Thimphu: For the second time in five months, Bhutan pulled out all stops to demonstrate its special feelings for India with President Pranab Mukherjee, who has come here on a state visit, being given a rousing ceremonial welcome that dates back to antiquity and that had half of the Bhutanese capital out on the streets.
With cymbals, gongs, drums and trumpets, played by lamas in traditional dresses and headgear, Mukherjee was formally welcomed by King Jigme Khesar Namgyel Wangchuk at the Tashichhodzong, the magnificent seat of Bhutan's government which also serves as the king's office besides housing a famous monastery.
The president followed in the wake of Prime Minister Narendra Modi, who came here five months ago, to show how deeply India cared for Bhutan and attached special importance to what Modi had described as an "organic" relationship.
Mukherjee came Friday morning in a special Indian Air Force plane to Paro, from where he drove in a ceremonial carcade to Thimphu, a 56-km route that was lined by flag-waving schoolchildren, villagers and even lamas and colourful flags and buntings representing the five elements.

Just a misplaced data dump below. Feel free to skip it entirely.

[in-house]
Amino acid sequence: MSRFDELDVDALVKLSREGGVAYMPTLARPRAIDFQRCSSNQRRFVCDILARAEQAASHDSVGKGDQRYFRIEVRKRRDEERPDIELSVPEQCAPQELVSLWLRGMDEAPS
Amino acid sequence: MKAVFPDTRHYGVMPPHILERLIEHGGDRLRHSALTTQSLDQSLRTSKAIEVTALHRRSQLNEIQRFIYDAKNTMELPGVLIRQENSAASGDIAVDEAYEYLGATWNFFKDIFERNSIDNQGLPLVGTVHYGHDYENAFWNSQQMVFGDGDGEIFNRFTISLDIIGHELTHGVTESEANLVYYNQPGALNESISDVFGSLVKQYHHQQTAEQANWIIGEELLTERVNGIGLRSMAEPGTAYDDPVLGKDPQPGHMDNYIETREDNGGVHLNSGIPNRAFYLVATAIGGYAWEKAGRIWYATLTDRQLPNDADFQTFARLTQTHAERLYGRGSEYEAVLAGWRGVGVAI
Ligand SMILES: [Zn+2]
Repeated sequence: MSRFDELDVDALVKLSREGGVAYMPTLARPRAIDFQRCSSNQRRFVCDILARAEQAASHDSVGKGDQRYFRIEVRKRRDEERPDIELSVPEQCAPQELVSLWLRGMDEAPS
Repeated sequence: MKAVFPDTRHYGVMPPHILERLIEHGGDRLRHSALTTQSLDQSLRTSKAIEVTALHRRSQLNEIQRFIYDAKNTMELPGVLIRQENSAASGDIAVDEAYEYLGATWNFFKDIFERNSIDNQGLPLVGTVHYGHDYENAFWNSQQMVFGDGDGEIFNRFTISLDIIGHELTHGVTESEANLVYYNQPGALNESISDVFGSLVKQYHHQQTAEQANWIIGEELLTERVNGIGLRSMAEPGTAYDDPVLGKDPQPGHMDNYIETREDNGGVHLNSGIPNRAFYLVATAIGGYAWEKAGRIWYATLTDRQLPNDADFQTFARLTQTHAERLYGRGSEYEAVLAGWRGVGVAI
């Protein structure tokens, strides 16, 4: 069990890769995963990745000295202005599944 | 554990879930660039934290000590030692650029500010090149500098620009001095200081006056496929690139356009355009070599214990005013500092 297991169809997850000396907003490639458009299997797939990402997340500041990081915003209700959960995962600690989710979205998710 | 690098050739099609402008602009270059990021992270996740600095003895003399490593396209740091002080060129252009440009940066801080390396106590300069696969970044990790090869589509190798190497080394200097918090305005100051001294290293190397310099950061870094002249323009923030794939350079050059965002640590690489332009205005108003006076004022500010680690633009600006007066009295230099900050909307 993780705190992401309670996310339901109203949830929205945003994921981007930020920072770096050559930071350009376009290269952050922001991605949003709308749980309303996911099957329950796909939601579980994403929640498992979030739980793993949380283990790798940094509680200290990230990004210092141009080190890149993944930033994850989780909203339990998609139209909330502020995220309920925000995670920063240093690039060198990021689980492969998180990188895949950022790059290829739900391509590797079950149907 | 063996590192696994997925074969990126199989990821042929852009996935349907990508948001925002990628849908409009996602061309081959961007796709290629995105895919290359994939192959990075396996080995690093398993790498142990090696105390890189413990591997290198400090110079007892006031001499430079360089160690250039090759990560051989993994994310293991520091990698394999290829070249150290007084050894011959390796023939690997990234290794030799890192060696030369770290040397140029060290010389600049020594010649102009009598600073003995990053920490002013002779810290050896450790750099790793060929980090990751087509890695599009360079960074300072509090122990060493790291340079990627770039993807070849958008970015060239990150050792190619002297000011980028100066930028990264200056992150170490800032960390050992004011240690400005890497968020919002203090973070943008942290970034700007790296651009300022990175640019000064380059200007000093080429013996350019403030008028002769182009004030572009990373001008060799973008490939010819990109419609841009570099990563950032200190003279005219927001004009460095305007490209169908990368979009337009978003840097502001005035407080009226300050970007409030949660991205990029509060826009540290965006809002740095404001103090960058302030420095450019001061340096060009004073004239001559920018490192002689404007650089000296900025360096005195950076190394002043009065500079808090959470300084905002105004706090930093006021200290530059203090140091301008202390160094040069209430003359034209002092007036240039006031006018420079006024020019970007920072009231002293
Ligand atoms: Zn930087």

At places along the route villagers brought out ceremonial offerings of fruits, flowers and incense in honour of the visiting dignitary.
The president is accompanied by several MPs, including BJP leader Mukhtar Abbas Naqvi, who is expected to take oath as a minister Sunday, Minister of State for Railways Manoj Sinha, Foreign Secretary Sujatha Singh and senior officials.
Modi had received a similar welcome when he came here June 15-16, less than three weeks after assuming office in what was his foreign visit as prime minister.
The President will hold talks with the king, meet Prime Minister Tshering Tobgay and be present at the signing of an MoU for the establishment of Nalanda University.
He will, before returning to Delhi on Saturday afternoon, witness a special presentation on hydropower cooperation between the two countries.
Hydropower is one of the main pillars of bilateral cooperation, and three hydropower projects, built with Indian help, are already exporting electricity to power-starved Bihar.
In 2008, the two governments agreed to further develop a minimum of 10,000 MW of power generation capacities by 2020 and identified 10 more projects. Power is an important sector of the Bhutanese economy and contributes 12 percent to its GDP.